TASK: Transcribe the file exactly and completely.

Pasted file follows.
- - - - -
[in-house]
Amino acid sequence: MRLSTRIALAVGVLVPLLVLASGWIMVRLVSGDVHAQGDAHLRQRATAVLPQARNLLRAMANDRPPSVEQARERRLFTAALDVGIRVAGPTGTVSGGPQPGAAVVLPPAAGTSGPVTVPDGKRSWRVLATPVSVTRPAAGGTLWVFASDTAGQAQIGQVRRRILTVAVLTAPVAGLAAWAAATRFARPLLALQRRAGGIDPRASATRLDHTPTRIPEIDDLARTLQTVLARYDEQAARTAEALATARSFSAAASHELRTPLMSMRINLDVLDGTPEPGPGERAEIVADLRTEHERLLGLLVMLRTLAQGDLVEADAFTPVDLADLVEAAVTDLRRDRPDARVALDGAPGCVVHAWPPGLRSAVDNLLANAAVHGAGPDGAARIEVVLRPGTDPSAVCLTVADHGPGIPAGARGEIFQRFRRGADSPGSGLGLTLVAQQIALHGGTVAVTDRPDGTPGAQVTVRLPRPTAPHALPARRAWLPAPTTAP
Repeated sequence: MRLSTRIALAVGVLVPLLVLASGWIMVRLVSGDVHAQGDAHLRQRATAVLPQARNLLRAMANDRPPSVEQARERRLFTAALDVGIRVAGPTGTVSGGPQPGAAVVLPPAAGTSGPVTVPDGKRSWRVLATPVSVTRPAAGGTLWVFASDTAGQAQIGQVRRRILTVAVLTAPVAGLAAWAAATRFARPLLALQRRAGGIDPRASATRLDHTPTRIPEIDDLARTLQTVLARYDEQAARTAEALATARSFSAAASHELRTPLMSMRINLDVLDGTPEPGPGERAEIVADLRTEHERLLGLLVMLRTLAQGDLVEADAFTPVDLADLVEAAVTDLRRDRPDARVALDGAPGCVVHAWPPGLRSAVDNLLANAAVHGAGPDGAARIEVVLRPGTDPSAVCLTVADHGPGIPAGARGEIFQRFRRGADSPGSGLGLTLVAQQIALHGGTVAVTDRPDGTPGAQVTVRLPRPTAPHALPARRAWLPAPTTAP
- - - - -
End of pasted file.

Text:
[in-house]
Amino acid sequence: MRLSTRIALAVGVLVPLLVLASGWIMVRLVSGDVHAQGDAHLRQRATAVLPQARNLLRAMANDRPPSVEQARERRLFTAALDVGIRVAGPTGTVSGGPQPGAAVVLPPAAGTSGPVTVPDGKRSWRVLATPVSVTRPAAGGTLWVFASDTAGQAQIGQVRRRILTVAVLTAPVAGLAAWAAATRFARPLLALQRRAGGIDPRASATRLDHTPTRIPEIDDLARTLQTVLARYDEQAARTAEALATARSFSAAASHELRTPLMSMRINLDVLDGTPEPGPGERAEIVADLRTEHERLLGLLVMLRTLAQGDLVEADAFTPVDLADLVEAAVTDLRRDRPDARVALDGAPGCVVHAWPPGLRSAVDNLLANAAVHGAGPDGAARIEVVLRPGTDPSAVCLTVADHGPGIPAGARGEIFQRFRRGADSPGSGLGLTLVAQQIALHGGTVAVTDRPDGTPGAQVTVRLPRPTAPHALPARRAWLPAPTTAP
Repeated sequence: MRLSTRIALAVGVLVPLLVLASGWIMVRLVSGDVHAQGDAHLRQRATAVLPQARNLLRAMANDRPPSVEQARERRLFTAALDVGIRVAGPTGTVSGGPQPGAAVVLPPAAGTSGPVTVPDGKRSWRVLATPVSVTRPAAGGTLWVFASDTAGQAQIGQVRRRILTVAVLTAPVAGLAAWAAATRFARPLLALQRRAGGIDPRASATRLDHTPTRIPEIDDLARTLQTVLARYDEQAARTAEALATARSFSAAASHELRTPLMSMRINLDVLDGTPEPGPGERAEIVADLRTEHERLLGLLVMLRTLAQGDLVEADAFTPVDLADLVEAAVTDLRRDRPDARVALDGAPGCVVHAWPPGLRSAVDNLLANAAVHGAGPDGAARIEVVLRPGTDPSAVCLTVADHGPGIPAGARGEIFQRFRRGADSPGSGLGLTLVAQQIALHGGTVAVTDRPDGTPGAQVTVRLPRPTAPHALPARRAWLPAPTTAP